Sally’s commitment to diversity -- promoting understanding of and tolerance for people of different culture -- has been an overriding passion, one she has embraced in her teaching of middle and high schoolers and one which she demonstrates in her choice of classes to facilitate at OLLI-South. She is chagrined that many people don’t know W.E.B. DuBois or James Baldwin and that she has difficulty finding diversity-relevant books for children. Yet Sally realizes with sad irony that her own role in promoting diversity is juxtaposed to the fact that she herself has no close friends of different races, while teaching in an organization that has no local racial diversity. She wonders how that might be changed or whether that should be a goal.

    Beyond that concern, Sally considers her experience at OLLI-South to be “the most amazing, interesting thing I’ve done in the last 20 years!" And she is proud that her and her husband’s examples of open-mindedness and compassion have impacted her own three children’s life views.

    by Ellen Sloan

    November 2018

  • Member Spotlight - Pat Smith

  • In a fortuitous melding of innate aptitude, astute observation, family dynamics and contemporaneous opportunity, OLLI-South curriculum committee co-chair Pat Smith forged a career in information technology (IT) which has been both personally rewarding and a testament to her determination to surmount traditional professional barriers, both for herself and for other women.
    Pat’s sensitivity to the career and educational constraints of being female may have begun with an awareness that her own mother’s capabilities and yearnings were frustrated by stay-at-home conventions during her early years raising Pat and her two sisters.  In addition, Pat’s father, an engineer, didn’t actively promote college attendance for girls, nor did he appreciate until later in his working years the gender hurdles his daughters and women in general had to surmount.   Pat notes, though, that her father was ultimately proud of his daughters’ accomplishments — which also exemplified non-traditional female pursuits:  one sister became an electrical engineer and the other became a mortgage banker and ran for Representative in the Texas State House.
    Pat’s first years were begun in Texas, but her family moved several times during her childhood.    Most jolting to her adolescent self was a move in high-school from the hippie, anti-war culture of Los Angeles in 1968 to the very conservative, parochial culture of St. Louis.  Pat surmises that her long-haired counter-culture appearance, as well as her very shy and introspective demeanor, branded her as “weird” by her contemporaries.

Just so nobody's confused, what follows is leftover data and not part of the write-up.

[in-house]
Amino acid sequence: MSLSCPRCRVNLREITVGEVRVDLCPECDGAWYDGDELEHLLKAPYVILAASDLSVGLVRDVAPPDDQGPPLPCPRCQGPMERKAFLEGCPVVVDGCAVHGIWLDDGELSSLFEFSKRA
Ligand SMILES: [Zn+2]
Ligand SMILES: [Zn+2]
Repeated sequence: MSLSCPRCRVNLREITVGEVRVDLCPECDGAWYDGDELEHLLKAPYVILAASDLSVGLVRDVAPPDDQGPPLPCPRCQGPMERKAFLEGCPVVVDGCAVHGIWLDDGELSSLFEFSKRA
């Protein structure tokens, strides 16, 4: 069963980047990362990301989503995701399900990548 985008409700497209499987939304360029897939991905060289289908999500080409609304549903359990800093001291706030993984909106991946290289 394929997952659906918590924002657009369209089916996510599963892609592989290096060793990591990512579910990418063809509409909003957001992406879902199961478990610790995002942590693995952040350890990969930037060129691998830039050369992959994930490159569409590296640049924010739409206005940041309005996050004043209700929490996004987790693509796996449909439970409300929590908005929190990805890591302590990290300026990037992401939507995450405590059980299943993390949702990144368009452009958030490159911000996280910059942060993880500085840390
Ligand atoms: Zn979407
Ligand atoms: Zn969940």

Following her uncomfortable high-school experience in St. Louis, and despite her father’s lack of active encouragement, Pat went off to the University of Missouri to study economics.  This discipline, she says, turned out to be an unexpected, but excellent, background for pursuing a Master’s Degree in library and information science.   Because she had always been analytical and logical in her problem-solving approach, Pat quickly realized that there were better ways to organize, classify and index library data besides using file cards.   She was thus encouraged by her professors to pursue independent studies as an intern within corporations.   “In my career I was always able to see how technology could be applied to do things better,” she observes.  After graduate school Pat struck out on her own and spent ten years helping companies create online indexes (before the PC revolution).   Subsequently, while her husband, a retired ecology professor, stayed home with their two children, Pat worked in IT for several banks in the Miami area, and following that, as Chief Information Officer for a global pharmaceutical company. In that capacity she travelled to 35 countries around the world, always loving the chance to meet so many people of diverse backgrounds.    In her role as CIO Pat recalls that she was always trying to get resources for new, innovative projects and she was also responsible for cyber-security — protection from hacks and viruses, ever-cognizant that it is the CIO who gets fired in the event of a major hack.